Chengannur: The future political map of Kerala could be decided by the way the Chengannur Assembly constituency chooses to vote on May 28 for the crucial byelection. The BJP, if elected from the constituency, promises to redraw the map of the state by carving out a new district which will have Chengannur as its headquarters.
The proposal, which BJP candidate P S Sreedharan Pillai terms his biggest poll promise, has, however, been snubbed by the CPM and the Congress alike. The two major rivals echo each other while dismissing the saffron party's proposal as impractical and unwarranted.
Pillai, who hopes to emerge the winner bettering his impressive performance in Chengannur in the Assembly polls in 2016, was all confident when announcing his unusual promise to Onmanorama amid a hectic campaign on Tuesday. The BJP, ever since the campaign began, has been projecting Chengannur as an underdeveloped constituency and a victim of the state's traditional two-front politics. The party's proposal to make a new district around Chengannur is its panacea for all the alleged infrastructure and administrative crises in the area.
However, the details of the proposal have not been divulged.
Sources in the BJP, who were part of the campaign, said the demand for a separate district for the people of Chengannur has been there in the air for a long time. "The demand for a central Travancore district was raised decades ago. It paved way for the formation of Pathanamthitta district in the early 1980s. Even then the people of Chengannur wanted the area to be a part of Pathanamthitta district. However, it remained with Alappuzha district," the source said.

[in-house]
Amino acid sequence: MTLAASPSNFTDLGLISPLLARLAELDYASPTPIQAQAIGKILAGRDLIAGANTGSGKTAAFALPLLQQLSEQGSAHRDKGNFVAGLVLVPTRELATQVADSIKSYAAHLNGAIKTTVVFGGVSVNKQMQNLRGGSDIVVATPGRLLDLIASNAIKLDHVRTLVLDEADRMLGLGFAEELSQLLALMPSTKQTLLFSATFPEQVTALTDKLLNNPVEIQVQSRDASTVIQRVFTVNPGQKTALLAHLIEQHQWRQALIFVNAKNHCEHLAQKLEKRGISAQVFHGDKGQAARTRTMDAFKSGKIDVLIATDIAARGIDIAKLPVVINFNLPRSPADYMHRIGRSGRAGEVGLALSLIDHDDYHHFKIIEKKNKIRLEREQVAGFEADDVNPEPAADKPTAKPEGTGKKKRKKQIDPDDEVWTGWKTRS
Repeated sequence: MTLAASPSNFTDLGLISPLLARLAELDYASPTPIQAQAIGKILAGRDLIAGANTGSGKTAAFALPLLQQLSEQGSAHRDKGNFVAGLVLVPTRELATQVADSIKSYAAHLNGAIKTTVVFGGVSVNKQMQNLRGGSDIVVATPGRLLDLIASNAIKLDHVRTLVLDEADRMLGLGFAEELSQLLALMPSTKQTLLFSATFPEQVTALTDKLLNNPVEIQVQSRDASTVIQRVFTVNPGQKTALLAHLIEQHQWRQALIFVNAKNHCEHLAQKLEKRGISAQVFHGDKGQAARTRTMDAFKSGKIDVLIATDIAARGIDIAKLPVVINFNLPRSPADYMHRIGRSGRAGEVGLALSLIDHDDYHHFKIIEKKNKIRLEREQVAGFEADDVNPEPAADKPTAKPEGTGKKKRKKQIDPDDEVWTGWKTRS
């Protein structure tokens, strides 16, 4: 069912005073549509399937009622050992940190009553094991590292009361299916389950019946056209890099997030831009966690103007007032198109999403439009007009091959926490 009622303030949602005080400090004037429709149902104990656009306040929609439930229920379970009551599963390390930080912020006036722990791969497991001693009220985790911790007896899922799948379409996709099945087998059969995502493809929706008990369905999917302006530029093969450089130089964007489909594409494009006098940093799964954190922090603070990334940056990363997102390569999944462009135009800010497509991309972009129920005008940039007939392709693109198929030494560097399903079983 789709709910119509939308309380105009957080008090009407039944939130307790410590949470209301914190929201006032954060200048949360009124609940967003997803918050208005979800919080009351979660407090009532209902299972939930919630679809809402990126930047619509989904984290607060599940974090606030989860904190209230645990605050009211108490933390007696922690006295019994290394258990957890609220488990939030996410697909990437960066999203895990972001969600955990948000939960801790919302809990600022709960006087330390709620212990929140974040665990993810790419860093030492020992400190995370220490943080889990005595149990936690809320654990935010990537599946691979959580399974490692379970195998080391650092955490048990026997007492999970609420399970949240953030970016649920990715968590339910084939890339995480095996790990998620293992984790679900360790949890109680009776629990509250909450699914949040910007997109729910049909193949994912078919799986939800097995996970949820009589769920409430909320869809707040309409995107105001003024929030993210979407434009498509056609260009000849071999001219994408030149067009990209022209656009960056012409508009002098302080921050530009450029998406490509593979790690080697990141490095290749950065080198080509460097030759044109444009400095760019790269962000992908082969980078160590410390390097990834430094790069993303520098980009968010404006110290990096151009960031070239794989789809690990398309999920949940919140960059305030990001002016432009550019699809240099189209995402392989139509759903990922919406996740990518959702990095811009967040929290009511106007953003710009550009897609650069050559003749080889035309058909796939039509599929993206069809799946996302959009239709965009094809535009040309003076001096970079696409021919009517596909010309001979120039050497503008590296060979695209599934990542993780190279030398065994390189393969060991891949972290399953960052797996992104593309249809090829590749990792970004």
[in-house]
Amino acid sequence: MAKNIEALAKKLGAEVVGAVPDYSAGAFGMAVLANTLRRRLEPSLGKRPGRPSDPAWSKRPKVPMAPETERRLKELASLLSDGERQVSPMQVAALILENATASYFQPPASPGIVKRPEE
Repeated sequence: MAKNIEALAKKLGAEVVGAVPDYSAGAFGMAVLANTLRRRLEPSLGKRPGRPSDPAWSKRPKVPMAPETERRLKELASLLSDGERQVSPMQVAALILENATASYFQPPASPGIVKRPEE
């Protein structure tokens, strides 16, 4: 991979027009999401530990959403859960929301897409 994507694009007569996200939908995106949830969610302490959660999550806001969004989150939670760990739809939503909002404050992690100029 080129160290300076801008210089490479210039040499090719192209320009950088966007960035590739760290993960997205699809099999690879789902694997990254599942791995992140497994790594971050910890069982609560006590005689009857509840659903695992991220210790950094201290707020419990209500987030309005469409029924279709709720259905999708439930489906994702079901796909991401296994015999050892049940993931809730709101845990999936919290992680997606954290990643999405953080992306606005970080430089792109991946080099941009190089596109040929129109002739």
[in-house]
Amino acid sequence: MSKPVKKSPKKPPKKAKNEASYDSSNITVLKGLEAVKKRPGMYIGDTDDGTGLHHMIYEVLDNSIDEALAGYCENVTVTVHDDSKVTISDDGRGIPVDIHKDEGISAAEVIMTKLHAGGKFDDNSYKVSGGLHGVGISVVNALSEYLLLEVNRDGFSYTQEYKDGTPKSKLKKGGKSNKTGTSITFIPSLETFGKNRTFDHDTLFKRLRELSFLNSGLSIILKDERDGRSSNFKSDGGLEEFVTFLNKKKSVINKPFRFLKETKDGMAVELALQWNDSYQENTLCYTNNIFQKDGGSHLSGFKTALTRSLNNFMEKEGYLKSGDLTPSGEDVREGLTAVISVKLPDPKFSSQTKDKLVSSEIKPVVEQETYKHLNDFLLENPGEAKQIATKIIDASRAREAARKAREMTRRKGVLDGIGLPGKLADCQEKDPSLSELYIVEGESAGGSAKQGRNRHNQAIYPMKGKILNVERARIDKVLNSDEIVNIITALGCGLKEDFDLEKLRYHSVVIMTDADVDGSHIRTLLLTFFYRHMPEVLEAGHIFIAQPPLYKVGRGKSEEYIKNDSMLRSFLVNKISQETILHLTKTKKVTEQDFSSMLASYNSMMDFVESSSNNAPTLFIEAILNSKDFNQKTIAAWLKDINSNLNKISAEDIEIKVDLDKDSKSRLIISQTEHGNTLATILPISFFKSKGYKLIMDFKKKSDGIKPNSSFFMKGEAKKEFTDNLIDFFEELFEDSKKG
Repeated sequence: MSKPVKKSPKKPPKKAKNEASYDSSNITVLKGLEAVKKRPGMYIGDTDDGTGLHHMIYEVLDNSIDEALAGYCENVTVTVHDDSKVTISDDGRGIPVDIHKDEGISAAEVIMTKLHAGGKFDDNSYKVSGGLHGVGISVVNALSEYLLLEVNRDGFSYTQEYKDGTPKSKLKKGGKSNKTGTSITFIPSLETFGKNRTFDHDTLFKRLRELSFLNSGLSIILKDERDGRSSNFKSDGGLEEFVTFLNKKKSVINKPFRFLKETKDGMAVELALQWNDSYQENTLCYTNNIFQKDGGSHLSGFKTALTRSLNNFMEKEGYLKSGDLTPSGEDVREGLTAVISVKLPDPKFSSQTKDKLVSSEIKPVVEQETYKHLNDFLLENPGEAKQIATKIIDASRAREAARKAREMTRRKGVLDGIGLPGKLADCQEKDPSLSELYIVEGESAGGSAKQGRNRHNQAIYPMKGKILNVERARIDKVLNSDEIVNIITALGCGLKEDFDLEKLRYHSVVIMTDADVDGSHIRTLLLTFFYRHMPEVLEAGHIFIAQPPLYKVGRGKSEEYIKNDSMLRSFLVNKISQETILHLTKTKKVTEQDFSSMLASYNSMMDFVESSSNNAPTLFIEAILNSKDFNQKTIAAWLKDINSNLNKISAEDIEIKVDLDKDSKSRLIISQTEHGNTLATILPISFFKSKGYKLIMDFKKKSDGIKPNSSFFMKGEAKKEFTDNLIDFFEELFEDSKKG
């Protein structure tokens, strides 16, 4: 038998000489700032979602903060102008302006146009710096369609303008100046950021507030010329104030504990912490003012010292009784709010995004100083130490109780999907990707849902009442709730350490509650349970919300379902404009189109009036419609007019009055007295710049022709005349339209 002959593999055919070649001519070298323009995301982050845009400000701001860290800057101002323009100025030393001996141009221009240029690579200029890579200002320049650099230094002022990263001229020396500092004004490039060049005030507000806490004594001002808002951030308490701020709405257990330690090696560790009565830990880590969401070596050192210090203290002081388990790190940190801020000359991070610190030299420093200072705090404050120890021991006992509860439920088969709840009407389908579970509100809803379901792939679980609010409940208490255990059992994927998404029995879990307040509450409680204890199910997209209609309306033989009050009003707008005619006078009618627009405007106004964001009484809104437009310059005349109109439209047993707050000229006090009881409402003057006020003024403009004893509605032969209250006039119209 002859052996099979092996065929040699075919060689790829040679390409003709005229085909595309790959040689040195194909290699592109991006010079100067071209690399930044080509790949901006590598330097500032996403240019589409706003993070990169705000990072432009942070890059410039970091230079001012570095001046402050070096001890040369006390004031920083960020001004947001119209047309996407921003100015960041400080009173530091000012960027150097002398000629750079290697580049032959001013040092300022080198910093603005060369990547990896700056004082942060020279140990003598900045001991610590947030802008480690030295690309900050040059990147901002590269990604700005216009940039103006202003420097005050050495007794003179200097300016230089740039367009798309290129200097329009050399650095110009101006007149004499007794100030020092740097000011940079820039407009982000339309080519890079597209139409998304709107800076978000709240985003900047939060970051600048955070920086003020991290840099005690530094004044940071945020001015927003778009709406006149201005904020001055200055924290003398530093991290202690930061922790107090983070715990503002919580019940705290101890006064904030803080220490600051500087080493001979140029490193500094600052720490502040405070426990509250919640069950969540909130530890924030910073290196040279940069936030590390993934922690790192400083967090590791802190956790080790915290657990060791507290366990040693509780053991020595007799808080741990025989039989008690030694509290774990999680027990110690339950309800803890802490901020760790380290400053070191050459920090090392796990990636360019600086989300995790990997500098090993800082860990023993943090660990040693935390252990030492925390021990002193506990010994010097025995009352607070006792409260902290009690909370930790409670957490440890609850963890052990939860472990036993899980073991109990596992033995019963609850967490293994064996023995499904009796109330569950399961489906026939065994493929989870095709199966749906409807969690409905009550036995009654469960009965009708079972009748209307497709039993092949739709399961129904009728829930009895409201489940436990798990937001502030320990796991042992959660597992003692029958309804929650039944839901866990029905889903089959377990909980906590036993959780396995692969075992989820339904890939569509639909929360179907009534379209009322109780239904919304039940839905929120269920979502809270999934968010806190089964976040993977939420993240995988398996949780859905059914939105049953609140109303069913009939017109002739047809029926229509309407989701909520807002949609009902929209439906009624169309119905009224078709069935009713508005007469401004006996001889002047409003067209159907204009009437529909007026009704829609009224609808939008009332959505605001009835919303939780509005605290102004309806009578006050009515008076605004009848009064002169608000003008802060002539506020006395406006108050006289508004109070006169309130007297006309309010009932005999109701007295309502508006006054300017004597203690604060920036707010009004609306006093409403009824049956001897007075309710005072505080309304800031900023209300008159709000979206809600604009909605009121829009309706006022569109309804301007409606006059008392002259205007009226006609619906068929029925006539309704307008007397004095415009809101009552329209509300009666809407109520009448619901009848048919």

However, this claim of a long-term demand is disputed. The people with whom Onmanorama spoke were not very keen about the idea. "Sreedharan Pillai sir said it. Let's see what his plans are," said an elderly voter who vowed to vote for the BJP.
'Unwanted and impractical'
The ruling CPM dismisses the proposal as unwanted and impractical. Finance minister T M Thomas Isaac, who is in the forefront of LDF's campaign, said Kerala does not need another district. Asked what he thought would have prompted the BJP to moot such an unusual idea, Isaac belittled the promise saying he did not consider the BJP as a key contender.
The Congress, aiming to come back to power in its traditional stronghold where it had to suffer loss in the 2016 polls, also does not take the poll plank of a separate district seriously. Its candidate D Vijayakumar counters the proposal with the promise of a development authority for Chengannur.
"If at all Kerala decides to form a new district, I think it will be in Muvattupuzha which is the biggest taluk in the state. The demand to make Chengannur a district is unwanted," he told Onmanorama.
Chengannur is witnessing a triangular contest with the LDF, UDF and BJP eyeing to win the seat at any cost. Though the result of the bypoll, necessitated by the death of CPM's K K Ramachandran Nair, will not affect the power equations in the state, a win is a must for the CPM to prove that there is no anti-incumbency threat to the Pinarayi Vijayan government. The Congress needs to wrest the seat from CPM to claim that its traditional vote base is intact and has not slid towards the BJP in the Narendra Modi wave. The BJP, which leapfrogged to a whopping 29 per cent votes last time from a meagre 6%, can't think of a fall in the numbers.
The poll result will be known on May 31.